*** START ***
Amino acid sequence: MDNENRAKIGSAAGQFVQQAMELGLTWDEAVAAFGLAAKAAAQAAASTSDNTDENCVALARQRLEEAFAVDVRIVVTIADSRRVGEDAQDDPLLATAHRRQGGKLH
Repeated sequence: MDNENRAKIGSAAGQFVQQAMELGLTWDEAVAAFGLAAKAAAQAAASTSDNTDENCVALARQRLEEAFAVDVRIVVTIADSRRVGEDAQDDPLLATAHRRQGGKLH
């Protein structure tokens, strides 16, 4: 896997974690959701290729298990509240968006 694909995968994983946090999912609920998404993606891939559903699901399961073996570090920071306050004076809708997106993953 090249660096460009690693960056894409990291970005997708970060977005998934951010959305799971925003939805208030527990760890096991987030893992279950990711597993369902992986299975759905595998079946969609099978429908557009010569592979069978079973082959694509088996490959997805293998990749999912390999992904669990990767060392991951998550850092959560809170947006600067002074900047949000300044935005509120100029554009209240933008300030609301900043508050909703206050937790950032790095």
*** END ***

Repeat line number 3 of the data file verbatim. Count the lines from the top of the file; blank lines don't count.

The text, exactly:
């Protein structure tokens, strides 16, 4: 896997974690959701290729298990509240968006 694909995968994983946090999912609920998404993606891939559903699901399961073996570090920071306050004076809708997106993953 090249660096460009690693960056894409990291970005997708970060977005998934951010959305799971925003939805208030527990760890096991987030893992279950990711597993369902992986299975759905595998079946969609099978429908557009010569592979069978079973082959694509088996490959997805293998990749999912390999992904669990990767060392991951998550850092959560809170947006600067002074900047949000300044935005509120100029554009209240933008300030609301900043508050909703206050937790950032790095």